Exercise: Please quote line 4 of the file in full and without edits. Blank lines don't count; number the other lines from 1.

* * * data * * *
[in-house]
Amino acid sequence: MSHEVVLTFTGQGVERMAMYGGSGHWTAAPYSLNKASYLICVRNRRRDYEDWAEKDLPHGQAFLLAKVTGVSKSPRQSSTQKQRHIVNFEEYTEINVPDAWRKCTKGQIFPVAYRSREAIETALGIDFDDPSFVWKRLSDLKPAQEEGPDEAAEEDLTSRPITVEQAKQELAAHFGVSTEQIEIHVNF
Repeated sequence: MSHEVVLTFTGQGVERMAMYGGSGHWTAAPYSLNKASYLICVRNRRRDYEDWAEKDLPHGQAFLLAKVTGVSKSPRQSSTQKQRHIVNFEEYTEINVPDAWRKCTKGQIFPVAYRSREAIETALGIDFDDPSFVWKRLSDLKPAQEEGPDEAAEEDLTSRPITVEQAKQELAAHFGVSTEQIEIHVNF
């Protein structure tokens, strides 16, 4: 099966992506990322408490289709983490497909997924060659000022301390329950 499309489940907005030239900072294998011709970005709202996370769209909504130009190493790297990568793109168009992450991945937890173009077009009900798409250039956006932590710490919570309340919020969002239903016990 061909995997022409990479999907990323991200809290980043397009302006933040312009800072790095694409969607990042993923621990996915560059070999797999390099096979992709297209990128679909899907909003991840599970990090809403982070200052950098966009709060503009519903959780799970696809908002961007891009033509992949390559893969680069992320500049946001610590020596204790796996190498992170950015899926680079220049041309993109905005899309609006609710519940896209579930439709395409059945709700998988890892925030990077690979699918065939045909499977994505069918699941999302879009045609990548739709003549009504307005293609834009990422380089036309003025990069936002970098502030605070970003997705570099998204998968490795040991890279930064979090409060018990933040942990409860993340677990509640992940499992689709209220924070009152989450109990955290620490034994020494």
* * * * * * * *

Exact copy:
């Protein structure tokens, strides 16, 4: 099966992506990322408490289709983490497909997924060659000022301390329950 499309489940907005030239900072294998011709970005709202996370769209909504130009190493790297990568793109168009992450991945937890173009077009009900798409250039956006932590710490919570309340919020969002239903016990 061909995997022409990479999907990323991200809290980043397009302006933040312009800072790095694409969607990042993923621990996915560059070999797999390099096979992709297209990128679909899907909003991840599970990090809403982070200052950098966009709060503009519903959780799970696809908002961007891009033509992949390559893969680069992320500049946001610590020596204790796996190498992170950015899926680079220049041309993109905005899309609006609710519940896209579930439709395409059945709700998988890892925030990077690979699918065939045909499977994505069918699941999302879009045609990548739709003549009504307005293609834009990422380089036309003025990069936002970098502030605070970003997705570099998204998968490795040991890279930064979090409060018990933040942990409860993340677990509640992940499992689709209220924070009152989450109990955290620490034994020494």